Black ice and clouded hearts in the work-a-day world
When Sept. 11, 2001 benefit concerts began, I waited for someone to sing the song "American Tune" by Simon and Garfunkel. These days, just returned from another holiday in New York City on deep orange alert, heightened color everywhere in the form of police presence at the Algonquin hotel, on the bridges, along the railway lines, I play that song quite often. Willie Nelson and Eva Cassidy have recorded it, among others, and each new singer captures the song's wistfulness, its tired willingness to try and understand what is happening in their lives in this country.
"I'm just tryin' to get some rest" go the words, after "another workin' day."
Being in Manhattan and then back home for New Year's celebrations, I was struck more than ever by the fact that so many of us are simply working people, taking a break during the holidays before the regular hurry of work life begins again in earnest.
Once the regularity of January begins, the temperatures drop and we struggle to get to work on black ice, we become unified by the regular workday rhythm. We are just Americans going to our jobs in classrooms, in Fed Ex trucks, at busy lunch-hour restaurants. Our resolutions to keep some of the slower rhythm of the long weekend crumble as we are swept up by alarm clocks, new deadlines and a frenetic pace of lessons, shopping and cooking for children. It makes sense that we are known for our productivity in this country. And I think that "American Tune" captures this -- as well as our yearning for a less complicated life.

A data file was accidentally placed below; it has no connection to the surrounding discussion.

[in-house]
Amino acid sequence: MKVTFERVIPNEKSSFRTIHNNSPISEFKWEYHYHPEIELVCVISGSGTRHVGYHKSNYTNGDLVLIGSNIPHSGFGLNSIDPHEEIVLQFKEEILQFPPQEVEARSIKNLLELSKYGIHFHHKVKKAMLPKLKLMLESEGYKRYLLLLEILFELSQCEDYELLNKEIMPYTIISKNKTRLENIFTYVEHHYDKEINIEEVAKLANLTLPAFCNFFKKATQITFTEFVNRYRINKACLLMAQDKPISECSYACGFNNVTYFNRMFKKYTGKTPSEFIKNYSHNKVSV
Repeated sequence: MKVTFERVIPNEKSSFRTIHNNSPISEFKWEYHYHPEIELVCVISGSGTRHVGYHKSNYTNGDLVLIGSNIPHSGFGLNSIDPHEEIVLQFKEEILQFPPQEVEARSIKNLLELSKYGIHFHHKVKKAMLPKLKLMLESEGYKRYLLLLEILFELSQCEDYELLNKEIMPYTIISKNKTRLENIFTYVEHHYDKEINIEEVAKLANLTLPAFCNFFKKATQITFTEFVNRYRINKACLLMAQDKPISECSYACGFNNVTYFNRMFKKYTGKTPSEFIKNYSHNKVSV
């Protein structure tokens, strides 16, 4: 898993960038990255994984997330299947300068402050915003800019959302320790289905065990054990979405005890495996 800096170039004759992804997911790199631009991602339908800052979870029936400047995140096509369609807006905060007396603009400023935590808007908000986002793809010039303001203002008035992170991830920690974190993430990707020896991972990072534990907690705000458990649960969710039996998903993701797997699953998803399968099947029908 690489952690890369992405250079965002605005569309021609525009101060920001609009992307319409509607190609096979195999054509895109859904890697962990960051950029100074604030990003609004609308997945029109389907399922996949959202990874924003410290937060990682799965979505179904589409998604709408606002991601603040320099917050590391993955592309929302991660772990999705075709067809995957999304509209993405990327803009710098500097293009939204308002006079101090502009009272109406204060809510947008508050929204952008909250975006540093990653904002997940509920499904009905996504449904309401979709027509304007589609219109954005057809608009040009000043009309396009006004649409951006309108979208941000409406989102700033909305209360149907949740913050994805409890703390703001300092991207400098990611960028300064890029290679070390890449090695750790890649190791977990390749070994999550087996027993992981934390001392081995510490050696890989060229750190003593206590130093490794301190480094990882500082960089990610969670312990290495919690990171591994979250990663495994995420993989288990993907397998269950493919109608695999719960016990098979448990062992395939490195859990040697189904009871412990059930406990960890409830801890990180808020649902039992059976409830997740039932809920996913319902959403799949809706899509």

We seem to struggle with loss -- not of things or money so much if we are middle class, but loss of time. We often have dreams that after retirement we will do what we have always wanted to do: paint pictures, try ice skating, ballroom dancing, writing poetry. And then maybe our work life extends into a year and another year because we want enough money to live well until we are 100. We put off our desires. We notice color but do not try and capture it on the page, we sing songs along with the radio but do not sign up for the musical at the nearby community theater, or we hear the piano keys sound only when they are being dusted.
Here in a land where what we don't have is held up to the harsh light of our television screens and where more and more, we are left on our own to struggle through hard times, bereft of any compassionate public policy, we seem to be an increasingly anxious people. And so we give up that idea of playing the flute, of picking up that old guitar, of going up north to camp in February. We are working people, "just trying to get some rest."
I am reminded of this every time I pass the huge yellow Hummer parked in our garage. I wonder: is this is what we all think we need -- a war truck for every family finally providing enough security and status Is this finally what we all go to work for, why we can't sleep?
I don't think so. Yet I think this car, truck, hunk, symbolizes some strange need Americans have to acquire, and thus to overwork, and thus to hoard to ourselves all we have, our money, our services, our parking space. No matter where we live, we often go on working long hours for security or for the medical care many other developed countries provide as part of benevolent government services.
Yet I am convinced that many of us also stop, in the window of our kitchens on insomniac nights, noticing, for a moment, what has slipped by, bewildered by loss.
So, I want to hold the lull of a long weekend next to me, keep trying to capture the red in the poinsettia, and who knows, perhaps breathe easier as I watch the sun set on another working day.
Julie Landsman lives in North Loop.